In addition to cooling the set, the cooling load is often increased by those TV programs taped before a live audience. Another critical air distribution point is to the computer-controlled stagelight dimmer control room, which must be maintained at 70°F.

Return air to the air handlers is drawn through what Schaffer calls a sound attenuating “plaque” that is built into the exterior wall of the building. In essence, nearly the entire wall is a return air plenum. According to Schaffer, the plaque forces the return air to make a turn, the equivalent of a lined elbow, and puts the air in contact with more sound attenuating liner before it returns to the air-handling unit.

In addition, outside air economizers are used to reduce energy consumption when possible. The economizers also purge the soundstage following use of special effects such as smoke.

Playing a supporting role to the air handlers is a chiller plant with two Trane centrifugal chillers and an ice storage system. The chillers are operated only during nighttime hours when utility rates are at their lowest.

The chillers produce 23° glycol solution that is circulated in 18 ice storage tanks to produce ice. During the day, the chillers are shut off and all air conditioning is provided by the melting ice and by operating chilled water circulating pumps. This results in significant energy savings when compared to a conventional system with chillers operating while peak rates are in effect.

Is It Quiet?

The design goal was to achieve a noise criteria rating of NC-18. According to Kenyon, when the new air handling and air conditioning system was first started, the noise level was actually less than the goal, coming in at NC-17 with the air conditioning system delivering the full 80,000 cfm.

Kenyon noted that, after some minor ductwork sealing, the air handling system achieved an even lower NC-15, resulting in the quietest soundstage that he is aware of.

As a result of the improved air conditioning system, taping at Soundstage 11 means less sound editing, and it goes much faster and costs the producers less money µ big advantages in the TV and film industries.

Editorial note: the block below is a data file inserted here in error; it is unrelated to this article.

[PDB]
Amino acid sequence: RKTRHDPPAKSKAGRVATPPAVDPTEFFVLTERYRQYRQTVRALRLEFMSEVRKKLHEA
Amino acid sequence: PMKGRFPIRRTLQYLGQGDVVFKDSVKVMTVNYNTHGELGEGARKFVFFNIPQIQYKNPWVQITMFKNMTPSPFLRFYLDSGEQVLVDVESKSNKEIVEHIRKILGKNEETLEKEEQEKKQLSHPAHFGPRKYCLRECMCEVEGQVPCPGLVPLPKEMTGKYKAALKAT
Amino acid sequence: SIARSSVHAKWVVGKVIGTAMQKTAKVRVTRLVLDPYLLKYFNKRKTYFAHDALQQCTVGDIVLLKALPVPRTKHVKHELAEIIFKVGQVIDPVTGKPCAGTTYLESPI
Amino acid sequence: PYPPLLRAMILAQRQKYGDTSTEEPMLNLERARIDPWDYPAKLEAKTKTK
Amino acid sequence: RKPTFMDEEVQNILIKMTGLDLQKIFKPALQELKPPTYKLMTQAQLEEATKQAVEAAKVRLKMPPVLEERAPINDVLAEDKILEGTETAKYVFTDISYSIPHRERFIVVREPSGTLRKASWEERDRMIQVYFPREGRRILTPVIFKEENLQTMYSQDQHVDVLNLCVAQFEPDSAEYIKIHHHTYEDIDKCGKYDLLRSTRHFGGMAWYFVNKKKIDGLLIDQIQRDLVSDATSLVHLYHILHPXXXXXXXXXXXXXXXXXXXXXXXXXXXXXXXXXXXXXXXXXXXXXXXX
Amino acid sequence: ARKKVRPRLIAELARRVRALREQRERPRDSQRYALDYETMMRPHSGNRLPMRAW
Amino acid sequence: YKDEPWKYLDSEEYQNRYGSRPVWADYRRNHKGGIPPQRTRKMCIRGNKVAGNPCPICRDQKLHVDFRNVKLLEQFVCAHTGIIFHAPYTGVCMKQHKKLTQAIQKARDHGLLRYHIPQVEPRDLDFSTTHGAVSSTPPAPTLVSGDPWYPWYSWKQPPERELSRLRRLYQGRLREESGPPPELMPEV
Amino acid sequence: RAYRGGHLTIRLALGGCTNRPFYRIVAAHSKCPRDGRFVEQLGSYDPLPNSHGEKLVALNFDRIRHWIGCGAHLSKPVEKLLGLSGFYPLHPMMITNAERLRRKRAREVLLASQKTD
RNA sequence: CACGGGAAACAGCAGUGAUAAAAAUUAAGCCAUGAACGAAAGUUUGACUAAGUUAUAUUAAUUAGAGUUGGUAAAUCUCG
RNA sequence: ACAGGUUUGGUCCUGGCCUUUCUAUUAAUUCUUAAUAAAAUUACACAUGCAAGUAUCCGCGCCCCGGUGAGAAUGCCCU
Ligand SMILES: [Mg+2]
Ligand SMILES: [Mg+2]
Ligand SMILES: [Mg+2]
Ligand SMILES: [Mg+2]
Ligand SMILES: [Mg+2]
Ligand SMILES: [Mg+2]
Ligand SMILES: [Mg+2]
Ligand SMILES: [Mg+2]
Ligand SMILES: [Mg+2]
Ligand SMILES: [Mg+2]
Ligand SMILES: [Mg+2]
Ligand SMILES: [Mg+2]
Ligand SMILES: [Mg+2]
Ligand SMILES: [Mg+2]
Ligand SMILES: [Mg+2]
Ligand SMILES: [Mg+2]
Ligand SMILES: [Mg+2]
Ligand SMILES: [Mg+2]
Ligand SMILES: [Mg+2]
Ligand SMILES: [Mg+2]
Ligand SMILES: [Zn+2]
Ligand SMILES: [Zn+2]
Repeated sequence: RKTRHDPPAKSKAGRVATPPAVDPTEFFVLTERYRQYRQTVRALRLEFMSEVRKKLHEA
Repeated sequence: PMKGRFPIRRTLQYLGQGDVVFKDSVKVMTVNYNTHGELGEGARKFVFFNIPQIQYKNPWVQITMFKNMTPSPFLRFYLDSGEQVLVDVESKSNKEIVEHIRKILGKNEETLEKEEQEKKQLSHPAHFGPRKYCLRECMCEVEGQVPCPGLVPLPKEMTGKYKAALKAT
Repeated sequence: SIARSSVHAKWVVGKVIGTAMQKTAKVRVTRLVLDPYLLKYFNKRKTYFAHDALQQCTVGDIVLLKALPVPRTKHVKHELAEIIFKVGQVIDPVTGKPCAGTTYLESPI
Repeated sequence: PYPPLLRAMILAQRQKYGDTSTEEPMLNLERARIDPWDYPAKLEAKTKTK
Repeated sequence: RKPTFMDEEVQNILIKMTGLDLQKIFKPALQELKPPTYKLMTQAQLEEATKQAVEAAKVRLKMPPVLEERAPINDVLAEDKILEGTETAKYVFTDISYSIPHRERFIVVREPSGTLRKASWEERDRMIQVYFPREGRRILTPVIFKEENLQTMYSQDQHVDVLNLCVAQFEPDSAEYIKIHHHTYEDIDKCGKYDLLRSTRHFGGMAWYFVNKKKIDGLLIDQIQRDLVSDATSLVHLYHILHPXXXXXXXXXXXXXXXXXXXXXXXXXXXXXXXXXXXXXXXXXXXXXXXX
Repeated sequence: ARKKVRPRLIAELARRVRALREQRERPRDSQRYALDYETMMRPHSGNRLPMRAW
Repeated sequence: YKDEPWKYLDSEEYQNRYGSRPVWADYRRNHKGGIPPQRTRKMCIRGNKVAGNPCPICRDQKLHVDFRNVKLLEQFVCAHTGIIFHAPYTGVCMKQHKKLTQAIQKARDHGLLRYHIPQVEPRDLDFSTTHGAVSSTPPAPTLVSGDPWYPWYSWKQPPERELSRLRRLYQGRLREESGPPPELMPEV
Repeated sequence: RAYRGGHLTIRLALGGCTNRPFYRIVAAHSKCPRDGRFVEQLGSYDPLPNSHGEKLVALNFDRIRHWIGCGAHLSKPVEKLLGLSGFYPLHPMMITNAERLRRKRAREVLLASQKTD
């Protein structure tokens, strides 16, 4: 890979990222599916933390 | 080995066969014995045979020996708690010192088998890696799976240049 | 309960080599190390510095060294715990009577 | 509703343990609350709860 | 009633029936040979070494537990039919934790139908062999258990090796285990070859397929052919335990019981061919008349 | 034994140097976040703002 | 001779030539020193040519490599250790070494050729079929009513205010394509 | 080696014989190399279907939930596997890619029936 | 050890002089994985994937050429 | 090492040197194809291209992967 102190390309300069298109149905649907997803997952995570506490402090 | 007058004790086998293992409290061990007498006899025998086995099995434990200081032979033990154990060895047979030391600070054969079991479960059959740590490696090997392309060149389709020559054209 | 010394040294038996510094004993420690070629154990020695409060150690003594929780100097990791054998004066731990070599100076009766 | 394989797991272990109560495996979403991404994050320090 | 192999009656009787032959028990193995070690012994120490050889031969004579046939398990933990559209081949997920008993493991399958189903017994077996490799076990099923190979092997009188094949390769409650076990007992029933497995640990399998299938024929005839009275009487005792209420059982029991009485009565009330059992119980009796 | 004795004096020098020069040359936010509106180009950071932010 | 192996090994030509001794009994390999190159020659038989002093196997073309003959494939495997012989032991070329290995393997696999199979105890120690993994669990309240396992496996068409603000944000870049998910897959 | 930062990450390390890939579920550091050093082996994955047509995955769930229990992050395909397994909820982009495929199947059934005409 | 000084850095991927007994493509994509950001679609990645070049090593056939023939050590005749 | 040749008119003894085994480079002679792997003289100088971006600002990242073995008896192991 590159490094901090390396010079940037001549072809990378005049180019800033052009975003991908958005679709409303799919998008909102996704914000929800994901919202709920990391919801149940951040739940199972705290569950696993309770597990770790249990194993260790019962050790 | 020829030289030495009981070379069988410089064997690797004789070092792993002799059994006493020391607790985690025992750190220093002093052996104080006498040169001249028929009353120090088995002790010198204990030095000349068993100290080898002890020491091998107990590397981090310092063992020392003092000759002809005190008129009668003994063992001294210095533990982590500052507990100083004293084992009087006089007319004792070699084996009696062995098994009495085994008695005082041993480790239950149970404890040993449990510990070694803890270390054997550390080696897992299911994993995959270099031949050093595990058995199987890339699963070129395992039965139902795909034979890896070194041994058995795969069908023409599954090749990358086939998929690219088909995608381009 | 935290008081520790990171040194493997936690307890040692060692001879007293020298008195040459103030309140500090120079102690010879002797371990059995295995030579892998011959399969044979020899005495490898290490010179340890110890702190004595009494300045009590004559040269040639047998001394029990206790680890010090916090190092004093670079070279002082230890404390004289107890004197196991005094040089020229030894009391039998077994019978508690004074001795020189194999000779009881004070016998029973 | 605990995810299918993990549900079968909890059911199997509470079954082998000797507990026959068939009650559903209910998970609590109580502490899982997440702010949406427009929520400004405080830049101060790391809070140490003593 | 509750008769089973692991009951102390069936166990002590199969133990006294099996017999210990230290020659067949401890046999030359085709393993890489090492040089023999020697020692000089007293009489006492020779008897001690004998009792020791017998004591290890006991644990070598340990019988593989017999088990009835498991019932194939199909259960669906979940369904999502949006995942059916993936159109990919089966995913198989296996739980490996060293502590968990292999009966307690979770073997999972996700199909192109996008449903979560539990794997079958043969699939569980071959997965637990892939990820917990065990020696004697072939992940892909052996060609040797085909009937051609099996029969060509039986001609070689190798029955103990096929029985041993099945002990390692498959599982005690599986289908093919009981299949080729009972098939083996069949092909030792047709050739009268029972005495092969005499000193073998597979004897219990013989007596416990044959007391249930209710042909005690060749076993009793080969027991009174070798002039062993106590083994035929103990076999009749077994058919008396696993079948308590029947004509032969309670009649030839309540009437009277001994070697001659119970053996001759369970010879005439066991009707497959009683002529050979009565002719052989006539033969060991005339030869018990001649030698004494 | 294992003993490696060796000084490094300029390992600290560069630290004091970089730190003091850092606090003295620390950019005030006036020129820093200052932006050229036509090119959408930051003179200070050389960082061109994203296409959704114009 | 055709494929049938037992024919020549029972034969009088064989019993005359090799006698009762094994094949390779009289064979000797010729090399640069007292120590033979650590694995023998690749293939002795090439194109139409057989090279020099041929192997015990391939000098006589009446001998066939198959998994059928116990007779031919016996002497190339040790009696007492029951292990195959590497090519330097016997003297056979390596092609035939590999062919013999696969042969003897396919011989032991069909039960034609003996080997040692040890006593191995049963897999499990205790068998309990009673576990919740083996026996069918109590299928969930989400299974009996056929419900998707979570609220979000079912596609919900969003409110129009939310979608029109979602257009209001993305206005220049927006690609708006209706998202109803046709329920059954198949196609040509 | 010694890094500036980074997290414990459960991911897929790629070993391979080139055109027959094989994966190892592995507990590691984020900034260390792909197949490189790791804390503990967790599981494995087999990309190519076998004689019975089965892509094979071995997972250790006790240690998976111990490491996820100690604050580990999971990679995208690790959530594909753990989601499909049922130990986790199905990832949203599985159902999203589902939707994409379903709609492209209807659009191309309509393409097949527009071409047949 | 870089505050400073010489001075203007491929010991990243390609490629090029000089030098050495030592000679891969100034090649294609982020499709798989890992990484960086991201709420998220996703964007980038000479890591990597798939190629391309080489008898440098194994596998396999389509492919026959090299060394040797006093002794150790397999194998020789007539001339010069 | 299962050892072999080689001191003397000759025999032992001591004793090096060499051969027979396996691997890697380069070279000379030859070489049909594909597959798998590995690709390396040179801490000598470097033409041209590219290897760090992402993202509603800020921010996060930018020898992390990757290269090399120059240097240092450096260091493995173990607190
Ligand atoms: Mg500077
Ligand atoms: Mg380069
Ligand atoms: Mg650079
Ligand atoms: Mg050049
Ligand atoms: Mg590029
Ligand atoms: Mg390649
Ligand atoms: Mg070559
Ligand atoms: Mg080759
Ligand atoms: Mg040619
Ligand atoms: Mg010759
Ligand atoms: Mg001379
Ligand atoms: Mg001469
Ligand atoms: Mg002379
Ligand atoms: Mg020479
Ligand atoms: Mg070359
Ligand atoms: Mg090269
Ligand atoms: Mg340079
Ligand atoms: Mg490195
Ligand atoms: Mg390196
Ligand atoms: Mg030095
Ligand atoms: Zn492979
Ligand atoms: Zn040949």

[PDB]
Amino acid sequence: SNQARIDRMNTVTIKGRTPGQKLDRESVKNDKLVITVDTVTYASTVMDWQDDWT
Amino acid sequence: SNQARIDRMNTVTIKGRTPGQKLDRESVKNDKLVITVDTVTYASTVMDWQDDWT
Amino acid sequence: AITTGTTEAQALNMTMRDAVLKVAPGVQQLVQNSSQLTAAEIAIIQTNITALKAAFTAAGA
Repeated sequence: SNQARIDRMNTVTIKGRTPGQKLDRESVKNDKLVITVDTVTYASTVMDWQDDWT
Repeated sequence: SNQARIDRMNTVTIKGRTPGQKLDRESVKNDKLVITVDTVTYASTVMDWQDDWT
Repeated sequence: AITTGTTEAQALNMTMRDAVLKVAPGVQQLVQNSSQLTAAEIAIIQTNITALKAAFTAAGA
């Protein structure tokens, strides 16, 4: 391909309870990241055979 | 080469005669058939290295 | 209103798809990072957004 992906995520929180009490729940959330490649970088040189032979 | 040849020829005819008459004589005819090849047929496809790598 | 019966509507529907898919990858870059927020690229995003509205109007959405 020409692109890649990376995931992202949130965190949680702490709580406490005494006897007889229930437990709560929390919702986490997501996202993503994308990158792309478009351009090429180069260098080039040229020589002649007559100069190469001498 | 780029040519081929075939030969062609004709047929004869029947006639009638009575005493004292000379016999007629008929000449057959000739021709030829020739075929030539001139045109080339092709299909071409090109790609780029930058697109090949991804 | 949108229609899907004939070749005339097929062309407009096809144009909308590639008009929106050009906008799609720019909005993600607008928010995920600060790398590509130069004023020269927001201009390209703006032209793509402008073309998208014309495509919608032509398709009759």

Kenyon said, “For certain, this is the quietest soundstage owned by Sony Entertainment, the parent company of the Culver Studios. And the tenants at Soundstage 11, Columbia TriStar TV, are ecstatic. We used to get a lot of phone calls in our department complaining about the hvac. I still get calls, but now it is from people who say ‘Thank you!’

Sidebar: Getting Things Under Control

Each Trane air handler and chiller has its own microelectronic controls for on-site control.

Overall monitoring and control of the system and individual pieces of equipment are accomplished through a Tracer Summit® building automation system designed to provide advanced operating strategies for energy savings, continuous monitoring of equipment operating conditions and the space temperatures on the sets, as well as advanced diagnostics.

Trane calls this combination of building automation and equipment an Integrated Comfort™ system, citing the advantage of factory-installed and tested controls specifically designed to work with its air conditioning equipment. Hvac technician Ken Kenyon can monitor and control the entire system from the soundstage, from the office, or from a remote location using a laptop computer with dial-up capabilities.

Sidebar: Trapping Sound in Short Order

Mark Schaffer of McKay Conant Brook Inc. stated, “My calculations showed that we would have to install sound traps, which are special sections of ductwork that have very thick internal sound attenuating baffles. They provide a lot of attenuation in a very short distance of duct.”

Schaffer designed the sound traps, which are specially shaped and custom built, so that they could be conveniently installed in the existing structure. He credits Darrow Heating & Air Conditioning for its work in the construction and installation. E.W. Thorn Refrigeration handled installation of the air handlers and chilled water piping.

The air handler fan motors are equipped with variable frequency drives such that only enough air is distributed to meet the cooling load. This feature not only contributes to low noise, but also saves considerable energy.

Publication date: 09/25/2000